Qatar firms cancel expat leave, restrict travel after Arab rift

Qatari and other nationals queue at the check in counters of the Hamad International Airport in Doha, Qatar. (AP)
Updated 23 June 2017
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Qatar firms cancel expat leave, restrict travel after Arab rift

DOHA: Expatriates working for Qatar Petroleum and other organizations said on Thursday their employers had canceled holidays and barred them from leaving Qatar in the wake of its rift with other Arab states.
A Qatari official said some leave had been canceled in “essential government sectors” to keep staff on hand as authorities made plans to cope with the crisis, but did not mention travel restrictions or any focus on foreigners.
Expatriate executives and engineers at the energy group said the orders started a day after Saudi Arabia, the UAE, Bahrain and Egypt severed trade and transport links with Qatar this month accusing it of backing militants — a charge it dismisses.
Doctors from the government-run Hamad hospital made similar reports and others said the orders had affected hundreds of people.
There was no one immediately available to comment from Qatar Petroleum or the hospital.
“I was told not to travel. My exit permit and holiday was canceled,” said a British expatriate working for a subsidiary of state-owned Qatar Petroleum, the world’s largest exporter of liquefied natural gas.
A work-sponsorship system widely enforced in the Gulf and known in Qatar as “kafala” requires foreign workers to get their employer’s consent to change jobs or leave the country.
Expatriates from Europe and America usually acquire multiple-exit permits from their employers allowing them to travel more freely than migrant laborers from India and Nepal who make up the bulk of the 2.7 million-strong population.
“Certain government bodies canceled leave so staff were present to help with vital planning such as chartering new shipping routes and getting food into the country,” said the Qatari official who declined to be named under briefing rules.


Israel cuts Gaza fishing limit after fire balloons

Updated 23 May 2019
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Israel cuts Gaza fishing limit after fire balloons

  • Israel reduced the fishing limit to 10 nautical miles
  • The countries agreed to 20 nautical miles in the Oslo accords of 1990s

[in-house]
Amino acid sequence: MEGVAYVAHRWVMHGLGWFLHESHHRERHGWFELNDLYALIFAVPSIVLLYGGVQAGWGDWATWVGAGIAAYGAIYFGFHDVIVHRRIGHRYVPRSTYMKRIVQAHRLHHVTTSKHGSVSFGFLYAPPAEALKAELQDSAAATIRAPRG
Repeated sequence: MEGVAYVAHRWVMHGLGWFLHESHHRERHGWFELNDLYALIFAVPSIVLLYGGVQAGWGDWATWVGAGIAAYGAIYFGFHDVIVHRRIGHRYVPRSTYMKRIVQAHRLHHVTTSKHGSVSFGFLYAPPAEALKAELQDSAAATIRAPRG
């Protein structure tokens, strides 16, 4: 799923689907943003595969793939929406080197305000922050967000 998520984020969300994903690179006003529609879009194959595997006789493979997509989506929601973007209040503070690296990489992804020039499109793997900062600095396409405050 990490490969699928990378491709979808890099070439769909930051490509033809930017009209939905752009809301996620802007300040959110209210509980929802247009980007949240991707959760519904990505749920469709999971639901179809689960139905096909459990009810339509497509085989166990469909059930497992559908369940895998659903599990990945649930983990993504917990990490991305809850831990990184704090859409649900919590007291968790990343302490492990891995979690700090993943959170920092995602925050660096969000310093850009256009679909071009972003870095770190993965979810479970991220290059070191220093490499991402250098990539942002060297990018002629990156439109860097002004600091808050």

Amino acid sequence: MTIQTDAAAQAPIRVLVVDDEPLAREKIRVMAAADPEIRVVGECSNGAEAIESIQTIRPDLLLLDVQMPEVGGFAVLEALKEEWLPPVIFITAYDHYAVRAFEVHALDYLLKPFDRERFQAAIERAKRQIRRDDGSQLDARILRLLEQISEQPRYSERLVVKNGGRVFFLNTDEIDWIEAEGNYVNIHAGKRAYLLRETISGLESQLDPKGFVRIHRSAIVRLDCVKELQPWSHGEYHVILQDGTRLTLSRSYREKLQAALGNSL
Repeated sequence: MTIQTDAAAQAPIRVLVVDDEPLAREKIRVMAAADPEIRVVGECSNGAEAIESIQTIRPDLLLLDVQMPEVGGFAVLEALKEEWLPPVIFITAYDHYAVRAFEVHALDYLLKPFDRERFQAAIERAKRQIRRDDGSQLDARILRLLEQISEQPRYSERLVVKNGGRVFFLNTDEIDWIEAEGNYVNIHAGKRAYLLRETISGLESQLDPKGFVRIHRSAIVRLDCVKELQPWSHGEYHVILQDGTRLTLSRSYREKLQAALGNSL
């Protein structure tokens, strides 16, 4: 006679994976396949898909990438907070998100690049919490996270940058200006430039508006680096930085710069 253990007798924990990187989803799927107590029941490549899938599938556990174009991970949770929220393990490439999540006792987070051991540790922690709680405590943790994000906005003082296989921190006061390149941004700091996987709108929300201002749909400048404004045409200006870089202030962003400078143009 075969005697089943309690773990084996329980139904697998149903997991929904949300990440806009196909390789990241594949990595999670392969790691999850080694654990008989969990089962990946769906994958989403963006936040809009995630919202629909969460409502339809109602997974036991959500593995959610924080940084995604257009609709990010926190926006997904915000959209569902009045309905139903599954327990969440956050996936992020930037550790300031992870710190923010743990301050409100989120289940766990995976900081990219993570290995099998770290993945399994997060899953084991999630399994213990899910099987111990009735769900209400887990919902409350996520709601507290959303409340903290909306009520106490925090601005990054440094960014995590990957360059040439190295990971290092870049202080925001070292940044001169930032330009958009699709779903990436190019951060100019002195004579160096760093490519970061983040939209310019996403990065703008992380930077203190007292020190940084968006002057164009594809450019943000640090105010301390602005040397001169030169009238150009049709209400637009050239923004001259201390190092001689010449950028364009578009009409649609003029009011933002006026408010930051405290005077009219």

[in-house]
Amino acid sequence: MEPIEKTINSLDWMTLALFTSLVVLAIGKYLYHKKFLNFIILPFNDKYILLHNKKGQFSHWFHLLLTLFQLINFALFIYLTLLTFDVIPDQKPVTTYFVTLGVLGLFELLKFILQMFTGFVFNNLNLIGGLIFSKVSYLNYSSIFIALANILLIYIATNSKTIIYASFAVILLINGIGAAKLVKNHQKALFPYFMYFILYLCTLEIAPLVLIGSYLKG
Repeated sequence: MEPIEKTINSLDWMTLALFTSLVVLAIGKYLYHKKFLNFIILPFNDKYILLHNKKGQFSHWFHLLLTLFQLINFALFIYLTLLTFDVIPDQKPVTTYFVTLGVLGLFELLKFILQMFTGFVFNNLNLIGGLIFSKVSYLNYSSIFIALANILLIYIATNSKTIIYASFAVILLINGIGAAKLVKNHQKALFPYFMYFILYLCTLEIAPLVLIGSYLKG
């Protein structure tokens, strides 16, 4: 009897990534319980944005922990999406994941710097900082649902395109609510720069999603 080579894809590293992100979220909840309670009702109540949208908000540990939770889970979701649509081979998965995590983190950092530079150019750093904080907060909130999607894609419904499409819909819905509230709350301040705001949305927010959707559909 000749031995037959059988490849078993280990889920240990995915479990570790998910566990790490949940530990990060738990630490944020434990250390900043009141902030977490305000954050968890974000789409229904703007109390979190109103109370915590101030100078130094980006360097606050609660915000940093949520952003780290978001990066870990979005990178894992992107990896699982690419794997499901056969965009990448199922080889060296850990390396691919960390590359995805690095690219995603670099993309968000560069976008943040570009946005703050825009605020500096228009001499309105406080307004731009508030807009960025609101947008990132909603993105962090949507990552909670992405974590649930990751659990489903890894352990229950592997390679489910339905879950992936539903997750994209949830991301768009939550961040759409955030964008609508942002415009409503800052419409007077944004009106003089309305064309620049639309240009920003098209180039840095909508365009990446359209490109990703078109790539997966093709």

JERUSALEM: Israel reduced the offshore fishing limits it imposes for vessels operating out of Gaza from Thursday after Palestinians floated balloons fitted with incendiaries over the border, officials said.
The cut came just two days after Israel restored the limits to those set in April ahead of an Israeli general election.
“A decision was taken this Wednesday evening to reduce the fishing zone off the Gaza Strip to 10 nautical miles until further notice,” said COGAT, the defense ministry unit that oversees such regulations.
“The decision was taken after the launch of incendiary balloons from Gaza toward Israel,” it added.
Palestinians in Gaza have frequently floated balloons fitted with firebombs over the border to damage Israeli property and have in the past succeeded in setting fire to large areas of farmland.
Israel banned fishing completely when two days of deadly violence erupted earlier this month, but lifted the ban with a restriction of up to 12 nautical miles following a truce.
The 15-nautical-mile limit that had been restored on Tuesday was the largest allowed in years by Israel, which has fought three wars with Palestinian militants in the enclave and has blockaded it for more than a decade.
But human rights activists note that it still falls short of the 20 nautical miles agreed under the Oslo accords of the 1990s.
Israeli authorities have not said whether the 15-mile limit was one of the understandings reached as part of the May 6 cease-fire in Gaza but Israel media reported on Monday that it was.
The additional nautical miles are important to Gaza fishermen as they bring more valuable, deeper water species within reach.
Four Israeli civilians and 25 Palestinians, including at least nine militants, were killed in this month’s exchanges across the border.